Michael: I went to Colorado State University and got a degree in environmental horticulture, just from having a passion for the outdoors. I've always loved the science side of things in school and it was a natural fit to mesh the two together and have trees and shrubs and grass as topics of study. That's what brought me into the industry, started out as a technician in the field doing applications and have worked up from there. The science side has always fascinated me to look at different trees every day and diagnose problems and make recommendations to keep them healthy.

Doug: What has the summer been like out west?

Michael: This year was challenging. We actually had a really good start to the year with the spring with well above average for the amount of moisture that we got. Then after that, it just went to full dryness and smoke. We've had 30-something days of ozone alerts and air quality issues. Lots of smoke from the fires out west. In general, the temps have been tracking above average in the 90s every day for the past few months here, so we're looking forward to falling.

Doug: That's no fun for plant people. Hot and dry. When you were thinking about some of your favorites, what was the first thing that came to mind?

Michael: I'd say my favorite tree would be Bristlecone Pine. It's the same species that the oldest tree on earth is so they're long goers for sure. They've got really cool needles that line the branches. Sometimes they're called foxtail pine because they've got that appearance of the needles lining down. They have little resin dots on the needles, which are cool as well. It adds this little-- looks like it got dusted with snow even in the summertime. They're just a tough hardy tree for our condition.

Doug: How big does it get?

Michael: They get about 20 to 25 feet usually down here in the front range, but they're really slow growers. In the first 20 years, you own one, it might get up to 10 or 15 and that would be a success.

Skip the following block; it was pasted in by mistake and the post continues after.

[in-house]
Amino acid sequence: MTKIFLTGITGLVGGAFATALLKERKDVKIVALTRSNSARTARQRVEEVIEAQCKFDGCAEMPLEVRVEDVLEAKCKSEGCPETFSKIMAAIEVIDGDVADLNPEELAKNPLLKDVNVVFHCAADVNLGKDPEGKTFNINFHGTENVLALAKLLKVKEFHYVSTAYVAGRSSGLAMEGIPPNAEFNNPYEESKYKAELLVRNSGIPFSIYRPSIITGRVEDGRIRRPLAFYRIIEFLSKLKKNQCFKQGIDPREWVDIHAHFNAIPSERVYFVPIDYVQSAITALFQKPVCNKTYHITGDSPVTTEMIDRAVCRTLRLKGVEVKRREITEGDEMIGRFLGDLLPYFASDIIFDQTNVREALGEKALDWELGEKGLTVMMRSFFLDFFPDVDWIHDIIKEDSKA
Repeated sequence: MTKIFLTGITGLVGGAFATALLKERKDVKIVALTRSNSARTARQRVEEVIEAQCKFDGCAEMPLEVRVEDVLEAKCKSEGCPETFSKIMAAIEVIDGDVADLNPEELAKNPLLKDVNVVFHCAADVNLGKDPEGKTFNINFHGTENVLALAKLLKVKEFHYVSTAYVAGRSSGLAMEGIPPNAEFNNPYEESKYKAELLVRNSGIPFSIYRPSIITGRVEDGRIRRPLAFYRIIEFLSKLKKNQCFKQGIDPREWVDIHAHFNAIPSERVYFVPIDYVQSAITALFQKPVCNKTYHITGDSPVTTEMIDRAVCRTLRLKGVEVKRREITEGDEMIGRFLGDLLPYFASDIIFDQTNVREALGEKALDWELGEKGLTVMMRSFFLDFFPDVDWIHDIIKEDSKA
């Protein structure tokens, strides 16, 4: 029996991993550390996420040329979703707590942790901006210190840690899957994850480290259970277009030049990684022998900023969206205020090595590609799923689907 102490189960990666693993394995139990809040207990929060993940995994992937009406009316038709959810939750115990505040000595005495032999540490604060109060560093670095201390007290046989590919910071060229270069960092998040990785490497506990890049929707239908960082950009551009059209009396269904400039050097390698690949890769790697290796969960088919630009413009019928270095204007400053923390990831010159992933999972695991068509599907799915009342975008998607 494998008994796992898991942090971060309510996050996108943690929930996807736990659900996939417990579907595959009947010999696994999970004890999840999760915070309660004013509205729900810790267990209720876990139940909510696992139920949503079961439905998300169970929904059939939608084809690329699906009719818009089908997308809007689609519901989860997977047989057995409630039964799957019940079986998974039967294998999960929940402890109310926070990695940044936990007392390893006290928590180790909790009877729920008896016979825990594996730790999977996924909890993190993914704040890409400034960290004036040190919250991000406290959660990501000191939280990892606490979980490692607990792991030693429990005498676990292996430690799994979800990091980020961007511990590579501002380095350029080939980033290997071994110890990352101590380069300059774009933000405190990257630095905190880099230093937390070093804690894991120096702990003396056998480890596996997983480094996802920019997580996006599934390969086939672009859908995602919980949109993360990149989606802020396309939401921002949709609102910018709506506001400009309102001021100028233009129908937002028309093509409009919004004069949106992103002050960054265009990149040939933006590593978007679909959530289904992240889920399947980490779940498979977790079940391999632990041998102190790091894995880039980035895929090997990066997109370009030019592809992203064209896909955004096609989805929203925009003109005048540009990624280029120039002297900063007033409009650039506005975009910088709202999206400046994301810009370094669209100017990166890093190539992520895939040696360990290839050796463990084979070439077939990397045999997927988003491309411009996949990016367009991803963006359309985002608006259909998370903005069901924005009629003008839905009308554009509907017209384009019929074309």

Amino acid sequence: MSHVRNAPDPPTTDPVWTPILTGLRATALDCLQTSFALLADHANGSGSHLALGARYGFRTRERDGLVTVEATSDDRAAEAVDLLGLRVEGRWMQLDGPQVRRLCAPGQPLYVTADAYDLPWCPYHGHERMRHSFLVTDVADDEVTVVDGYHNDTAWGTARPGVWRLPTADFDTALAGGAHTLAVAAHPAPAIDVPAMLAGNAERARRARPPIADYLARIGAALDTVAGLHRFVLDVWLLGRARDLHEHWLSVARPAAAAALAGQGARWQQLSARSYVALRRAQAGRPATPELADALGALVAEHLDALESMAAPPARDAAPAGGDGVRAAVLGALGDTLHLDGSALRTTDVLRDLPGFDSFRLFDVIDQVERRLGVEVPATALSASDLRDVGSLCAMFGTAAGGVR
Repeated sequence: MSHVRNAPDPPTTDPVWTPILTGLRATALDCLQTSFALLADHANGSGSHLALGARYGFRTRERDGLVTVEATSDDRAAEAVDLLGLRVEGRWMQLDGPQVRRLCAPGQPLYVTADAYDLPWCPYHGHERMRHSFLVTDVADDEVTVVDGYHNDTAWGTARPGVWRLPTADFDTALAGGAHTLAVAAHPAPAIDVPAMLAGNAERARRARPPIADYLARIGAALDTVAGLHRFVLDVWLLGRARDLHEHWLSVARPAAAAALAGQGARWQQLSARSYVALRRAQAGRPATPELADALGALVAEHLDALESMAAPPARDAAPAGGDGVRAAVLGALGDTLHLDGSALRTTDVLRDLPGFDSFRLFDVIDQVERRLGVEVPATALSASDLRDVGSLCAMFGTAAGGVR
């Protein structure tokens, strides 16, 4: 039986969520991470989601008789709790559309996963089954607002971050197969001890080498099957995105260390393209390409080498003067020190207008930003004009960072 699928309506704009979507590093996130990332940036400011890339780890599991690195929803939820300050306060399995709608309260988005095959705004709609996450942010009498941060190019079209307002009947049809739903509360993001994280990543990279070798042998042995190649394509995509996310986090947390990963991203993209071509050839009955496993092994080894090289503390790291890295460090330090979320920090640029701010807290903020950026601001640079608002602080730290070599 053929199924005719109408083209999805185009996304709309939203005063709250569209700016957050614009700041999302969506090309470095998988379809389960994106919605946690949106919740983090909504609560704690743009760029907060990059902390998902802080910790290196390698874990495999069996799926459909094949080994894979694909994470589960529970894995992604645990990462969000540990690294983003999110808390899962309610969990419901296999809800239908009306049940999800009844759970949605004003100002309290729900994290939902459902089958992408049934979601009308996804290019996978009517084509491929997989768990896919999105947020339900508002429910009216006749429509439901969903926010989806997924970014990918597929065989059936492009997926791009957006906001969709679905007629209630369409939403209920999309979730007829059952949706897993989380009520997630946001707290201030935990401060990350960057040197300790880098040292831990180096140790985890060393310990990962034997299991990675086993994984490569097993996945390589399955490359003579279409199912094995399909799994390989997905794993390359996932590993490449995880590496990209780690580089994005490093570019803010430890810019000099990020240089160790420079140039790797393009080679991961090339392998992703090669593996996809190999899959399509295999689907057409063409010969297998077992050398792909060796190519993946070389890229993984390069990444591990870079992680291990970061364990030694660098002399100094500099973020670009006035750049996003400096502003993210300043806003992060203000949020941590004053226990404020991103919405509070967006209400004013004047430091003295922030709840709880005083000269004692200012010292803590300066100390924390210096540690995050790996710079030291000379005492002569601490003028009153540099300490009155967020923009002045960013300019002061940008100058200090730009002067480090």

Doug: That must be a good feeling when you go out to see a property and you find the right spot for that tree and you can tell them, "Hey, look at this"?

Michael: Yes, a good spot for a bristlecone here. It'ss especially if you have a long-term relationship with that person, you get to see that tree again in 20 years and say, "Wow, we planted that, and look how well it's done over those 20 years."

Doug: All right, what's next on the list?

Michael: I would say the sugar maple, which aren't going to be one that's native for Colorado. They've been one that has been tracking as a very popular tree with a really good fall color. Autumn blaze maple were planted like crazy in Denver as that was the popular tree and still is one of the most popular trees that people plant. The sugar maple just seemed to be a little bit better with dealing with iron chlorosis issues. You get a little bit of a mix of fall colors instead of red on red. You can get some oranges and yellows mixed in with the reds. They've just done really well here for plantings in my own yard too.

Doug: Well, Michael, I got a feeling that when we start talking in the Eastern United States, they're going to come up with a sugar maple too, because since I've been doing this podcast, I'm always asking arborist what your favorite tree is. Sugar maple comes up a lot where you think it's going to be something you've never heard of or something that's rarely planted, but sugar maple comes up a lot.